Small children can be big business. From sports clubs to fitness franchises, participation in sports improves self-esteem and builds strong minds and bodies. Check out these children’s fitness concepts that got in the game and climbed, kicked, and tumbled their way to success.
Funtopia offers a unique spin on traditional sports. The interactive playground combines fun and fitness with a variety of challenges as patrons climb, jump, and slide their way through an adventure wonderland.
“We created Funtopia with the idea to provide a way for children and adults to spend time having fun while engaging in health-benefitting exercise,” says Yassen Nikolov, Co-founder and President. Children get a workout while climbing, caving, gliding, mastering rope courses, and improving their stealth ninja skills.
With locations in Bulgaria, the United States, Malaysia, Australia, and Canada, the concept is quickly gaining traction. “Our attractions are designed so kids will not only see it as a workout, but as a cool and fun thing to do. In other words, we are bringing a new, original way to train while playing.” Not just physical, the majority of the programs also foster an educational component geared toward improving learning skills.
As the concept grows, one of its challenges is finding the right buildings. “You can put a coffee shop in practically any building, but we are restricted by many parameters, mainly height requirements. Finding the perfect spot can take anywhere from six months to a couple of years.” The benefit of owning a Funtopia franchise? “It’s a pleasure knowing you are contributing to the well-being and healthy development of kids and families.”
In addition to expansion plans in the United States, Funtopia is also spreading its wings in Canada, with locations in the works for both Ontario and Alberta.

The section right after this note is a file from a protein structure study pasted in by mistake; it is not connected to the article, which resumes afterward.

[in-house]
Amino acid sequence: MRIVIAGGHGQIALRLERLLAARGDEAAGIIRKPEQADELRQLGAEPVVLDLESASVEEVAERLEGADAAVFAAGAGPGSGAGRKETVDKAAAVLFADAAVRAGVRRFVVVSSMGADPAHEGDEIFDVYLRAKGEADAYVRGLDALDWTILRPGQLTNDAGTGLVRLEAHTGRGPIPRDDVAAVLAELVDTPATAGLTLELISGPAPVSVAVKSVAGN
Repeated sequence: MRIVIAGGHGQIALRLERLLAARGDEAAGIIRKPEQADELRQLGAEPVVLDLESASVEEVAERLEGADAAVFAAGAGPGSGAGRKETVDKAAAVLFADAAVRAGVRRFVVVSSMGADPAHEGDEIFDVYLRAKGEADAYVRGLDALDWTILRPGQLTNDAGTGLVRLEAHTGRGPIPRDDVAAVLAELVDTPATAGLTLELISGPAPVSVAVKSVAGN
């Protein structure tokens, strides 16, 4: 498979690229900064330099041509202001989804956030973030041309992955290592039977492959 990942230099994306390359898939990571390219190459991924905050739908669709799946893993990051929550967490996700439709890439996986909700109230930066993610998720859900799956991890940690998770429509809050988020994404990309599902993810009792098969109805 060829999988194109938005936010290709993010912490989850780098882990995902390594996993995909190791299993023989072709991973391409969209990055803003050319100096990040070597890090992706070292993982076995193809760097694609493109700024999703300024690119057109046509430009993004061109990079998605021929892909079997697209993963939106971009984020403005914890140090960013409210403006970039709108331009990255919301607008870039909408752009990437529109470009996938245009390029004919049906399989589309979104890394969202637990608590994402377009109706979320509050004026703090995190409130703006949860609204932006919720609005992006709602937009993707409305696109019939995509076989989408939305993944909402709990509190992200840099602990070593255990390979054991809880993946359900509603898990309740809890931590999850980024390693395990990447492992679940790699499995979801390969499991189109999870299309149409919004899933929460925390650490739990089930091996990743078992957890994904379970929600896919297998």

Nikolov says that while certain success profiles, like a business background, may offer advantages, he is confident that the system can teach franchisees everything they need to know to be successful, as long as they are driven. From initial training to daily support and interesting new challenges, Funtopia continues to support its franchisees every step of the way. “We consider them to be members of the Funtopia family.” His advice to perspective franchisees? “Believe in yourself, work hard, and results will come!”
Once a competitive gymnast and coach, Yael Kravetz started Gymalaya in December of 2006. Her goal? To create a dynamic gym environment for kids, without the competitive pressure.
“I wanted to open a gym that was fun for the kids and fun for myself, something that would be rewarding,” says Kravetz. “Our gyms are much smaller than a regular competitive club. It’s colourful, it’s clean, it’s fun. We incorporate a lot of play equipment, and keep the kids moving while teaching all the basic skills they will need as they evolve and grow.”